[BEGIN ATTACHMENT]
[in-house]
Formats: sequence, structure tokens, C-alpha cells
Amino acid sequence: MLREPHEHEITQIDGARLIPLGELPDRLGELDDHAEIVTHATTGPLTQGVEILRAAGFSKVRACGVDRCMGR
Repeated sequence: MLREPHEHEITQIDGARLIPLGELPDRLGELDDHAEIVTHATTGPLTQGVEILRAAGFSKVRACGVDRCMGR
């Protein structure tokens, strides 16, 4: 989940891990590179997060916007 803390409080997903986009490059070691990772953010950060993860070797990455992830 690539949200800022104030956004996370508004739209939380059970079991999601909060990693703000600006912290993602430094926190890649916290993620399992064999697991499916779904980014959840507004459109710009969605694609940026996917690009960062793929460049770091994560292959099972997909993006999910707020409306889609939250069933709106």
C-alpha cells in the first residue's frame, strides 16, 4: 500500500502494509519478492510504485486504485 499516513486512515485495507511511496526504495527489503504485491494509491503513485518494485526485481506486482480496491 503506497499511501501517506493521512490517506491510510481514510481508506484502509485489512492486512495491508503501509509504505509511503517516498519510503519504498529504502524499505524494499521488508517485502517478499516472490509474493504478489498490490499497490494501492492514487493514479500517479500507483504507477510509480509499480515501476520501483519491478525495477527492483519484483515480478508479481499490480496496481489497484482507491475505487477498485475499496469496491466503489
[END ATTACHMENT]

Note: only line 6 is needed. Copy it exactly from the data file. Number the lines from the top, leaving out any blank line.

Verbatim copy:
C-alpha cells in the first residue's frame, strides 16, 4: 500500500502494509519478492510504485486504485 499516513486512515485495507511511496526504495527489503504485491494509491503513485518494485526485481506486482480496491 503506497499511501501517506493521512490517506491510510481514510481508506484502509485489512492486512495491508503501509509504505509511503517516498519510503519504498529504502524499505524494499521488508517485502517478499516472490509474493504478489498490490499497490494501492492514487493514479500517479500507483504507477510509480509499480515501476520501483519491478525495477527492483519484483515480478508479481499490480496496481489497484482507491475505487477498485475499496469496491466503489